Songs and Praise


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"AND the LORD spake unto Moses, saying,

"If a soul sin, and commit a trespass against the LORD, and lie unto his neighbour in that which was deliv­ered him to keep, or in fellowship, or in a thing taken away by violence, or hath deceived his neighbour;

"Or have found that which was lost, and lieth concern­ing it, and sweareth falsely; in any of all these that a min doeth, sinning therein:

"Then it shall be, because he hath sinned, and is guilty, that he shall restore that which he took violently away, or the thing which he hath deceitfully gotten, or that which was delivered him to keep, or the lost thing which he found,

"Or all that about which he hath sworn falsely; he shall even restore it in the principal, and shall add the fifth part more thereto, and give it unto him to whom it apper­taineth, in the day of his trespass offering" (Leviticus 6:I­5).


It has pleased the Lord to speak to us through these verses in Leviticus about one of the cardinal points of the doctrine that God expects us as Christians to know, understand and put into practice, that is Restitution.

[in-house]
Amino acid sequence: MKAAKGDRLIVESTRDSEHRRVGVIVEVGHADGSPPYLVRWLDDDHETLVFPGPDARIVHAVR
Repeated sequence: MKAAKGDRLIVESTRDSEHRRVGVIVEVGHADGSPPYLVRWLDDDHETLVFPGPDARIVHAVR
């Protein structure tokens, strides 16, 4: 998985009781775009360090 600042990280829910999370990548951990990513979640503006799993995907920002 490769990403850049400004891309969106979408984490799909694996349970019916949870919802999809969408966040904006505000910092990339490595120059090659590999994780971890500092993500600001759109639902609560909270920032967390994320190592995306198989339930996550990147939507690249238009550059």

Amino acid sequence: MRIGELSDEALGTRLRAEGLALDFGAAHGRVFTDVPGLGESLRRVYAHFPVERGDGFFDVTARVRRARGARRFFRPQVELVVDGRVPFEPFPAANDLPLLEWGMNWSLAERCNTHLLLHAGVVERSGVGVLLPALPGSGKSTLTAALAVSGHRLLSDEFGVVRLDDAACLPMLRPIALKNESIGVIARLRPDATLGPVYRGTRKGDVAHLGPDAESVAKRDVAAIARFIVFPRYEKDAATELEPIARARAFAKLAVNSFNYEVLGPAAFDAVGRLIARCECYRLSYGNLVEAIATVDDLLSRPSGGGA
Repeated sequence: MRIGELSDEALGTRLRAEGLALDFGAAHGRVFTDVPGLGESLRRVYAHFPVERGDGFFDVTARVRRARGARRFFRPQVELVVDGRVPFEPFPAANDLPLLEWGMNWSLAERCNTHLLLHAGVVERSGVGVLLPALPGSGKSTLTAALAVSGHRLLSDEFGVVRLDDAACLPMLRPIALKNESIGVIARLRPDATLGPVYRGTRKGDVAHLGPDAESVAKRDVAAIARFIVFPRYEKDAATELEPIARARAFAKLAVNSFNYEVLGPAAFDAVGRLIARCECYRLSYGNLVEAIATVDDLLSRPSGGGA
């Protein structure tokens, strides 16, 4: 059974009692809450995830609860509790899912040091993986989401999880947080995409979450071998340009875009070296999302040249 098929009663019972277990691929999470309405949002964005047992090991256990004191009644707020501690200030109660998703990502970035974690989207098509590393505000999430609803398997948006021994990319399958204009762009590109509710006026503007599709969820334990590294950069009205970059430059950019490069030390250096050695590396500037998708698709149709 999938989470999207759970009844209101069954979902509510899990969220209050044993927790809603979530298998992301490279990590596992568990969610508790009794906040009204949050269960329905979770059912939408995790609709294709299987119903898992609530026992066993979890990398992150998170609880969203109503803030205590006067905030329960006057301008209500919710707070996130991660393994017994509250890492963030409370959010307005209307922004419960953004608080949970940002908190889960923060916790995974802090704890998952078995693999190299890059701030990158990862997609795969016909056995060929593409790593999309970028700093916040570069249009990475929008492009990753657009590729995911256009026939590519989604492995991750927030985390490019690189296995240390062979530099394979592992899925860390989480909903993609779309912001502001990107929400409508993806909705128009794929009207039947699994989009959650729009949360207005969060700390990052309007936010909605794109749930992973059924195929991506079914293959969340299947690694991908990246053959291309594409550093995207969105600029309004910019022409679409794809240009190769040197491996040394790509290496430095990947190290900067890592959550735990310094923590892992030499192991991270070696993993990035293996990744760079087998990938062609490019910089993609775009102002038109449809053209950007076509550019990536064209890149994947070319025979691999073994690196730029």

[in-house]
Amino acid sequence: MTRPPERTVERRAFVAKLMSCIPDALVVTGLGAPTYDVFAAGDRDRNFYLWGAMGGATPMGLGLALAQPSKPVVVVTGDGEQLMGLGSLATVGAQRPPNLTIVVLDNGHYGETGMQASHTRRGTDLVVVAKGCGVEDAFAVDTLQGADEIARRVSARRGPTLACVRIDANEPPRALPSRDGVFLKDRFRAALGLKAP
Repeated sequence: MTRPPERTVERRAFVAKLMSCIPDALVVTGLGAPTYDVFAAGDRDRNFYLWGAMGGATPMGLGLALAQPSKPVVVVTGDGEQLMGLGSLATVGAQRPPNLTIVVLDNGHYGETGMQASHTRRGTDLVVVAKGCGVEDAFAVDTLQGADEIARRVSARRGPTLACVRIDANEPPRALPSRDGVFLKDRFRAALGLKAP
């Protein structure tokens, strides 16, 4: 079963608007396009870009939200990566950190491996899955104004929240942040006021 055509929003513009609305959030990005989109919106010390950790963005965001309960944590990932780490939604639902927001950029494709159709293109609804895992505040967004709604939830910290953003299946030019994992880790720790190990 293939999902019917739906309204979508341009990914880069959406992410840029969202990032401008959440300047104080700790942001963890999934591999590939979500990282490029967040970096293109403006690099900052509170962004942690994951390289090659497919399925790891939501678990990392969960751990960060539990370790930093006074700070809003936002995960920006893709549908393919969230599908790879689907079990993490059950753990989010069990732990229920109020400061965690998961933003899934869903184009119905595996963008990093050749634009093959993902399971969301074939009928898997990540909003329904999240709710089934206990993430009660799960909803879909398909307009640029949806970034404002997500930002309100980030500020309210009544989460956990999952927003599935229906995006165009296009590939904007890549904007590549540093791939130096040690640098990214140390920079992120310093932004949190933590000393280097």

We must make restitution if we want to be true disciples of Je­sus Christ to the end of our lives. Restitution is making right the wrong that we have done. It is what God desires and it is what He expects us to do. During the time of the Children of Israel, God in­structed them through Moses as regards restitution, what they had to do, particularly when they wanted to bring their offerings. Even if they felt the person against whom they had committed, the sin did not know anything about the sin committed, the very day they wanted to offer their trespass offering, they should be prepared to make the restitution. If we consider the verses we have read, we will see that from verse two downwards, God stated clearly those things in which a man might have sinned against his neighbour for which God required him to make restitution on the day of his tres­pass offering.